Rugby Advertiser - Tuesday 16 December 1941
AIRCRAFTMAN KILLED. JURY CONSIDER VICTIM WAS TO BLAME.
"We have come to the conclusion that he had himself to blame," said the Coroner (Mr. E. F. Hadow) at the inquest at Rugby on Friday on Aircraftman Edward Ernest Richard Gornall, aged 19, who died in the Hospital of St. Cross early on Wednesday last week. The jury returned a verdict that Gornall died from severe shock and internal injuries sustained when the lorry in which he was a passenger came into collision with a private lorry, and that he was sitting on the side of the lorry, contrary to regulations.
Mr. W. Gough (Messrs. Blewitt and Co., Birmingham) represented the driver of the private lorry involved, Mr. Ralph Edward Jukes, 28, Princess Street, Hickney, and the owners, Messrs. H. Jacques and Co.
Corporal Charles John Lee, said that at 5.50 p.m. on December 9th he was travelling in a lorry along the Lutterworth Road, near Willey. He was in the front with the driver. They met a private lorry travelling in the direction of Nuneaton, and then there was a bang. He found Gornall lying in the back of the lorry. It was against the regulations for anyone to sit on the side of the vehicle, and he was particularly strict about giving instructions to that effect.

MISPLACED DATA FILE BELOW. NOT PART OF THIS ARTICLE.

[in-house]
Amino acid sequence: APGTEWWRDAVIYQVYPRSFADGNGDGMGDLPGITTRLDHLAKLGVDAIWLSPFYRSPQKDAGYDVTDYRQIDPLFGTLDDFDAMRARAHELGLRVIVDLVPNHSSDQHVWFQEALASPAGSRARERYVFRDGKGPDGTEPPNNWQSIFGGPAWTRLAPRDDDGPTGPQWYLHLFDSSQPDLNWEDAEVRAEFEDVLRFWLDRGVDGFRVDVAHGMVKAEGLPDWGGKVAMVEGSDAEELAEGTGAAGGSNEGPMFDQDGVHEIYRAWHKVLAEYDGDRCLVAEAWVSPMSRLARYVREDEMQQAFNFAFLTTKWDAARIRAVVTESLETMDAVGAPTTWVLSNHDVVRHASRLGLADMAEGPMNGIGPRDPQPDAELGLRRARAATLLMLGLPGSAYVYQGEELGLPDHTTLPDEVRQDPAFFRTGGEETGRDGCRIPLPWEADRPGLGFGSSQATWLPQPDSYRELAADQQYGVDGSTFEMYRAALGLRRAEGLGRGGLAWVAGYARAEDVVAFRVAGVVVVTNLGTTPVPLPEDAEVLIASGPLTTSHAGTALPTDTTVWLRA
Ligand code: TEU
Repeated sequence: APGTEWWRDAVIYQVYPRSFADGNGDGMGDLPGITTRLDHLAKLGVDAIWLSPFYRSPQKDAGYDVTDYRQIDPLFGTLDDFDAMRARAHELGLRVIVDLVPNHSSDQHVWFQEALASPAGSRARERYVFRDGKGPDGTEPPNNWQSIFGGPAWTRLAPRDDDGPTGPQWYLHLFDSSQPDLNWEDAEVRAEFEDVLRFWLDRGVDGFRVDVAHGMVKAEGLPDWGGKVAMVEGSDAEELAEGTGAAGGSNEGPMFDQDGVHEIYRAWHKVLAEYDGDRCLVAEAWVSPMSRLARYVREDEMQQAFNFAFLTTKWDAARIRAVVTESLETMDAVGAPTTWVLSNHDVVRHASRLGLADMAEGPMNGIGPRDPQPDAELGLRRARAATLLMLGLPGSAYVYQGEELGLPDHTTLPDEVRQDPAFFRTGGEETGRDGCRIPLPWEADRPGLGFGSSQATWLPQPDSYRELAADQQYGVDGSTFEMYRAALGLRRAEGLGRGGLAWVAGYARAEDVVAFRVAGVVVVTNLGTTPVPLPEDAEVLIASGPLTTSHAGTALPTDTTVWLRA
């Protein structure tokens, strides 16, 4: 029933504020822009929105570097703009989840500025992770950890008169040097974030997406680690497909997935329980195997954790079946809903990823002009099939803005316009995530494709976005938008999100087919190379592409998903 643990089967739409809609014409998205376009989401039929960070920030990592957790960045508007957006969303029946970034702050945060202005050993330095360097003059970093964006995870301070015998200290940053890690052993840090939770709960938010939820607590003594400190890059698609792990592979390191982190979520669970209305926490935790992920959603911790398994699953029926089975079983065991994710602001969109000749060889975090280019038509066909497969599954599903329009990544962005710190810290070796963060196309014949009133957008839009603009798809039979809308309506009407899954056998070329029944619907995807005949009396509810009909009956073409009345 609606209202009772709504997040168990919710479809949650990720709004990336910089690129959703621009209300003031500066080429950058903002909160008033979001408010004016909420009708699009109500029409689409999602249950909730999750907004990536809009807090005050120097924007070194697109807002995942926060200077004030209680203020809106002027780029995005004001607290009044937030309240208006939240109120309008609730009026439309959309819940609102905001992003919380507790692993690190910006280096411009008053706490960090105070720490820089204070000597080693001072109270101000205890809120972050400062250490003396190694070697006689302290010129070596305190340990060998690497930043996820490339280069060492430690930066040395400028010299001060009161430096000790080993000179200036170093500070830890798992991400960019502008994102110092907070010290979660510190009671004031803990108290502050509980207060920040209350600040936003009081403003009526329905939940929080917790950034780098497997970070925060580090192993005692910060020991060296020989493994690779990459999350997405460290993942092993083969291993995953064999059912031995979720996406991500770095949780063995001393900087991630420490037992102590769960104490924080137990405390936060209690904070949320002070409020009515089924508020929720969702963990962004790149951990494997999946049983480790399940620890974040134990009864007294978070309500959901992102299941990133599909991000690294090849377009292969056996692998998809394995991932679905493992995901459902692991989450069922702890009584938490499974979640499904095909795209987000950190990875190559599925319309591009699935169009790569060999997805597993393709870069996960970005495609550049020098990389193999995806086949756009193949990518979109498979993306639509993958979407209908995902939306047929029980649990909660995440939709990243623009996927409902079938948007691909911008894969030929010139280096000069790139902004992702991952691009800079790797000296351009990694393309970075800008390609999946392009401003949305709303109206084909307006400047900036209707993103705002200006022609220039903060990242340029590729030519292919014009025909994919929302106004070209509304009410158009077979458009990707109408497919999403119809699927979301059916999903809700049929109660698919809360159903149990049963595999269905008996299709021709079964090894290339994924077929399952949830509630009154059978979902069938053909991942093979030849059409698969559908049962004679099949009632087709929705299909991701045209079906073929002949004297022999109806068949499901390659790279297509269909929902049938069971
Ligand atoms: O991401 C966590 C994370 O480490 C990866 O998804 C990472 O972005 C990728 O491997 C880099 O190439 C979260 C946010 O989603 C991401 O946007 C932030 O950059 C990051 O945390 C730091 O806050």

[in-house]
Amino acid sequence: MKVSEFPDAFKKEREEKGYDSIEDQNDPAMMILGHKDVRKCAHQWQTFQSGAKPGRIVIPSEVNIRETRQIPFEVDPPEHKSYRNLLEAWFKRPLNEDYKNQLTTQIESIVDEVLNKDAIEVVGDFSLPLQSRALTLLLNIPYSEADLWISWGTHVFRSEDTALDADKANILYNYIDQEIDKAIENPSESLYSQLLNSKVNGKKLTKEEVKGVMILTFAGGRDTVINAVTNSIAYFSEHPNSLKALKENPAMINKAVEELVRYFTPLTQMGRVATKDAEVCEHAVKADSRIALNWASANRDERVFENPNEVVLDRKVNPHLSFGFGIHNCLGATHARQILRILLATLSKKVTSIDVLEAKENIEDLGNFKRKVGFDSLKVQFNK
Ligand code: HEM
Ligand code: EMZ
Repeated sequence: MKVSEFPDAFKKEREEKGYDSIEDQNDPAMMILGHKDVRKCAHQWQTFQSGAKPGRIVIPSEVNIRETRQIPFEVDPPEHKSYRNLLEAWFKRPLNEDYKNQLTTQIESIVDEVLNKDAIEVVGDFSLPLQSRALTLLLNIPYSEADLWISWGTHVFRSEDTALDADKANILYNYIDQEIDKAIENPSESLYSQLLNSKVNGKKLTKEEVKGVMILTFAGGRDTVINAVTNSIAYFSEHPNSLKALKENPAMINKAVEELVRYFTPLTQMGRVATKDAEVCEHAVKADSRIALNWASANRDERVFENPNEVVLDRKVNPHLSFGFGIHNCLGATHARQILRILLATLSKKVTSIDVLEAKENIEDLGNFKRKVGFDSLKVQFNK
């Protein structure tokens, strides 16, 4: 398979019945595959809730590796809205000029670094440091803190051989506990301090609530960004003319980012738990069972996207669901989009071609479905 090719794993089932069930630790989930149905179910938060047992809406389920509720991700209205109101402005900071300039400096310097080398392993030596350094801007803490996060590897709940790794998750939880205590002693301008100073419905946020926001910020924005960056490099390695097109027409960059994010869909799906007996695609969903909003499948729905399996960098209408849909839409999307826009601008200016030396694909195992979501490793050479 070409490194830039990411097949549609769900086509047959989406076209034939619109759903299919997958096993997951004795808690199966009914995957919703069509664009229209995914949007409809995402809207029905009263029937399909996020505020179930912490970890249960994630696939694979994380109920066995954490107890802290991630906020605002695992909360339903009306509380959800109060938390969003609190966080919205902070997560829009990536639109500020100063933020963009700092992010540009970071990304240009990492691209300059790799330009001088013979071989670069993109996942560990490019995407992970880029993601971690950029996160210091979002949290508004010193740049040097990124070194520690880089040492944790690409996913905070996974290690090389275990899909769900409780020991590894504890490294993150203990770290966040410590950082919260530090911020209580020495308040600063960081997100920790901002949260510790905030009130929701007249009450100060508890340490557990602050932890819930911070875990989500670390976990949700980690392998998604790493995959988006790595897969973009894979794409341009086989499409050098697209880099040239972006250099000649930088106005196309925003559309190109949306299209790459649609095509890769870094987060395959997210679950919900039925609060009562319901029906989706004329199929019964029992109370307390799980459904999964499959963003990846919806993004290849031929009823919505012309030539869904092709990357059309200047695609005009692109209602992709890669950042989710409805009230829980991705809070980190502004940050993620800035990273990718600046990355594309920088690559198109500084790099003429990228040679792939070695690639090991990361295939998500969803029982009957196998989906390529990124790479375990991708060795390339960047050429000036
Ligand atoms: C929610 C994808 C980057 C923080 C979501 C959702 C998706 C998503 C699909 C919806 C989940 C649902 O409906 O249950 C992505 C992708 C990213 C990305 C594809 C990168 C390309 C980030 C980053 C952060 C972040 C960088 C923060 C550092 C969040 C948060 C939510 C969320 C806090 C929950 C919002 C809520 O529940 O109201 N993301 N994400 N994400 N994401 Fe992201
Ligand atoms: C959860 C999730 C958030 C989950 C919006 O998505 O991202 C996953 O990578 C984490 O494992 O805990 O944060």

In answer to Mr. Gough, witness said no seats were provided in the back of the lorry, and the men could either stand or sit on the floor. The majority of them would be sitting on the floor.
William Frederick Norman said that he was driving the lorry, which had two sidelights and a rear light. Whilst in the act of passing the other lorry, which approached on its correct side of the road, he heard a thud, and both lorries pulled up. There was no collision between them. His own lorry had sustained no injury, but Gornall was unconscious. Both lorries were travelling at about 20 miles per hour, and Jukes' lorry had the same lights as his own. The road was about 20 feet wide.
"PRETTY CLOSE THING"
James Sweetin said he was standing in the rear of the lorry, supporting himself by a bar behind the cabin. Gornall was sitting beside him, but he did not notice whether he was sitting on the floor or on the side. Gornall was carrying his respirator helmet over his shoulder. They were singing, and witness was looking over the top of the cabin. He saw the other lorry approaching, being carefully driven at a normal speed, and made a mental note that it was going be "a pretty close thing."
Ralph Edward Jukes, the driver of the other lorry, said he saw the vehicle coming in the opposite direction, and kept as close as possible to his near side. In passing he heard a clatter at the side of his lorry and bits of glass flew into the cabin. He pulled up and found the driving mirror was bent back, and the glass broken. He asked Lee for an explanation and he said "There is a man injured. He was sitting on the side."
Dr. J. P. Adlam, resident medical officer of the Hospital of St. Cross, said Gornall was admitted to he hospital in a shocked condition and semi-conscious, and he died at 2.45 a.m. His injuries suggested that he had been thrown very heavily on his right side. There was a compound fracture of the right arm, and something might have caught this arm and thrown him down. Questioned by Mr. Gough, Dr. Adlam agreed that in his view Gornall could not have been sitting on the floor of the lorry.
Sympathy with the relatives of the dead man were expressed by the Coroner and Jury, of which Mr. G. H. Payne was foreman, and by Mr. Gough, on behalf of the driver and owners of the other lorry.